Former Vice-President and Finance Minister of Costa Rica, Dr Epsy Campbell Barr was appointed Chair of the Permanent Forum. She committed to serve for a two-year term, through to 2024, working closely with her Vice-Chair, human rights lawyer Alice Angèle Nkom (from Cameroon), and the Forum’s Special Rapporteur, Dr Michael McEachrane – an academic, human rights expert and decolonial justice activist based in Sweden.

The other current members of the Forum include an international network of human rights scholars, community advocates and anti-racism campaigners from the Bahamas, China, Colombia, Egypt, Kenya, Saint Lucia and the USA.

All expressed and re-affirmed their commitments to awareness-raising and advancing instructive standards against racism, racial discrimination, xenophobia, the specificities of “Afri-phobia” and “anti-Blackness,” human rights violations, related intolerances and indignities impacting the lives and futures of people of African descent.

Photographs and career profiles for all the members are available online at

Discussions and Observations

The urgency of fighting against racism in all its forms was articulated at many scales – from the macro-scale shared experiences of people with African ancestry world-wide, through to the micro-scale heritage specificities of racialised minorities, such as the Garifuna of Honduras and Belize, and also African-descended Maroon communities dispersed throughout the islands and nations of the Caribbean region.

A number of UN Member States’ representatives and Forum officials worked collectively to spotlight the agendas of particular geopolitical alliances, global regions and their histories – including very powerful statements from Matthew Wilson (Ambassador and UN Representative of Barbados), Gaynel Curry (Bahamas), and Dr June Soomer (Saint Lucia) in support of the CARICOM Commission’s 10-point plan for reparatory justice. Dr Soomer also issued a poignant call for a global conference in 2024/25 focused on histories of state-sponsored trafficking in African lives as a crime against humanity, concluding: “The investment was blood and lives; therefore the action must be reparation.”

An over-arching mantra for the debates on sustainable development was expressed by internationally renowned historian Professor Verene Shepherd, spokesperson for the UN Committee on the Elimination of Racial Discrimination (CERD), who advocated for reparations as the route to peace and reconciliation, calling for all to “transition from rhetoric into reality!”
Considerations regarding the health and well-being outcomes of young children, mothers, non-binary people, LGBTQiA+ and disabled people of African descent featured prominently in the Forum discussions on rights, equalities and intersectionalities – with personal testimonies about challenging violations and exclusions experienced by trans women, disability rights activists, refugees and asylum-seekers.

The recovery programmes of Small Island Developing States in response to the combined impacts of climate change, disasters such as Hurricane Dorian (2019) and the COVID-19 pandemic were cited as priorities by Forum members. So, too, were issues related to limited access and a lack of inclusion with regard to ICT, high-speed internet connectivity and digital/tech innovations. However, the most vociferous prioritisations mentioned by delegates from continental African nations (most notably Sudan) focused on issues of migration and the tragically high numbers of African deaths at sea – especially off the North African coast and across the Mediterranean.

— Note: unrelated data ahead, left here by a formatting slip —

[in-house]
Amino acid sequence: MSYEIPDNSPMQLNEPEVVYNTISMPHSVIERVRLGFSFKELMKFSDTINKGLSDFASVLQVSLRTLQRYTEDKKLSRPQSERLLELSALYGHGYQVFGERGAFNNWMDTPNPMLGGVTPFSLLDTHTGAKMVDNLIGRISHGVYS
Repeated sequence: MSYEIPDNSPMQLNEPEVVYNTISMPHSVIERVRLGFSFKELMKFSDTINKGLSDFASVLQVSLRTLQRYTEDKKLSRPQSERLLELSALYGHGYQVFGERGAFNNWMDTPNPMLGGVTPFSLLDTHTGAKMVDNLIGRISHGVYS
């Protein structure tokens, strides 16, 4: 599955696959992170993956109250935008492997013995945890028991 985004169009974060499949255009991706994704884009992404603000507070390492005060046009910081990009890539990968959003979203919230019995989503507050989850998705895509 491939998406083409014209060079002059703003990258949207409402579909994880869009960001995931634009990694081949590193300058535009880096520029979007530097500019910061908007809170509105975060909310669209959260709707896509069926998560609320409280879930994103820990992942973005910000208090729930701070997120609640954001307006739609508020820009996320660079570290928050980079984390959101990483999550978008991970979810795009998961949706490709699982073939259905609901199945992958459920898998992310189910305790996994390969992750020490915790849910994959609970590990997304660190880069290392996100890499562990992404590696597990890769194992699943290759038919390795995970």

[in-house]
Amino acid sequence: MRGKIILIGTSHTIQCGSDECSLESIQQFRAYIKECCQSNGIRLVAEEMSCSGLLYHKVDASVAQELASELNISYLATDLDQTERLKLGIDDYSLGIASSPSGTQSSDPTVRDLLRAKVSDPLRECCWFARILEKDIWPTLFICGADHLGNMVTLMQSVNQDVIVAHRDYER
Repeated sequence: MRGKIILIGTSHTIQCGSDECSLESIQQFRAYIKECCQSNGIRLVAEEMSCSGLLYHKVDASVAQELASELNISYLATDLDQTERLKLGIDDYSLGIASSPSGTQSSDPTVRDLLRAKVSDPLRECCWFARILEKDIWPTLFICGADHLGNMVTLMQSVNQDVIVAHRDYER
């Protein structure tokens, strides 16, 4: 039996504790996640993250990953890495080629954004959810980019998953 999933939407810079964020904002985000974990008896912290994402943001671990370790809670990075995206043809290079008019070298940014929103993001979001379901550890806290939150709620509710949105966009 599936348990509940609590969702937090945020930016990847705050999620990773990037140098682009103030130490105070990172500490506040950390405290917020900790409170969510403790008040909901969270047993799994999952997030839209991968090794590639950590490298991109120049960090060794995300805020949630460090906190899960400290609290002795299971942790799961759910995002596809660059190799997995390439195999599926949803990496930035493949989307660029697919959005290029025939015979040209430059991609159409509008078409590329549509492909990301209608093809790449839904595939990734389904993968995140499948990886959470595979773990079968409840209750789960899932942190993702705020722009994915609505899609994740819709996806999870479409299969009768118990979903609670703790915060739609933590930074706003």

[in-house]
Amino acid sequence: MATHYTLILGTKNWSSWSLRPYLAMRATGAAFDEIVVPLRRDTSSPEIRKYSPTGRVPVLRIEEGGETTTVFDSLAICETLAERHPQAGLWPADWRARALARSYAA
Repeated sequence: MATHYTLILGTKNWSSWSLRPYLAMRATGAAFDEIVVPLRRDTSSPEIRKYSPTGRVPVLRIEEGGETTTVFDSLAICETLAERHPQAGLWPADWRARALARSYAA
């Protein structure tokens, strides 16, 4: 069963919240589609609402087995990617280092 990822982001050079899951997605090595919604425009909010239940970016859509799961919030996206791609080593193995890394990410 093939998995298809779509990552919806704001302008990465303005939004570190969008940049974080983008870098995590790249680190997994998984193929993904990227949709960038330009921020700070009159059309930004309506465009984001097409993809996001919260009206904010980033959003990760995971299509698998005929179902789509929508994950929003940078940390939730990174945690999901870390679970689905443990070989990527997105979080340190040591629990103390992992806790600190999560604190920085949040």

More than any other individual nation, the plight of Haiti was debated as a major concern. This was not solely in relation to the recent rights abuses perpetrated by UN peacekeepers, but also the longer-term, historic consequences of France’s enslavement atrocities, extractive exploitations of the nation’s resources, and the debilitating impacts of its post-emancipation debt burden.

The closing comments of the final thematic debate were delivered by Mohamud Hersi from the Norwegian Centre against Racism (Antirasistisk Senter), advocating for permanent representation of a person (or persons) below the age of 20 on the PFPAD – especially in recognition of the youthfully skewed population demographics across continental Africa, and the Global South more broadly.

UK Government Representation at the PFPAD

It was disheartening, but not surprising, that the United Kingdom did not send a spokesperson of African descent as its government representative responsible for addressing the Forum and contributing to broader discussions concerning British imperial history, enslavement, colonialism and the legacies of racism. Instead, the Foreign, Commonwealth & Development Office (FCDO) staff member at the UN simply cited the publication of the Inclusive Britain (March 2022) report as evidence of the government’s commitment to improve the life experiences and outcomes of minoritized Britons, responding to the earlier work of the Commission on Race and Ethnic Disparities (2021), chaired by Dr Tony Sewell CBE. Given the avalanche of criticism reported in the press in opposition to Sewell’s questionable and discredited research findings – which specifically under-reported disparities and made contentious statements about their causalities pertaining to education, employment, health, well-being, and the criminal justice system, etc. – this intervention was highly problematic. Additionally, a number of counter-responses to the Sewell Report (issued by, among others, teachers’ unions, academics, Black-led rights organisations, and health service policy experts) provided detailed criticisms of how the report downplayed the enduring impacts of systemic, structural racism to further compound the inappropriate referencing of such spurious reporting on race and racism in Britain as something to mention within this international context. And lastly, no subsequent interventions suggestive of any reparatory justice intentions and commitments were forthcoming from the government. So, it is my hope that much more appropriate, informed and relevant future contributions by UK FCDO personnel (including in-person representatives with African ancestry, who understand first-hand the issues in focus, from lived experience, policy knowledge and research expertise) will be presented at the next Forum sessions over the months and years to come.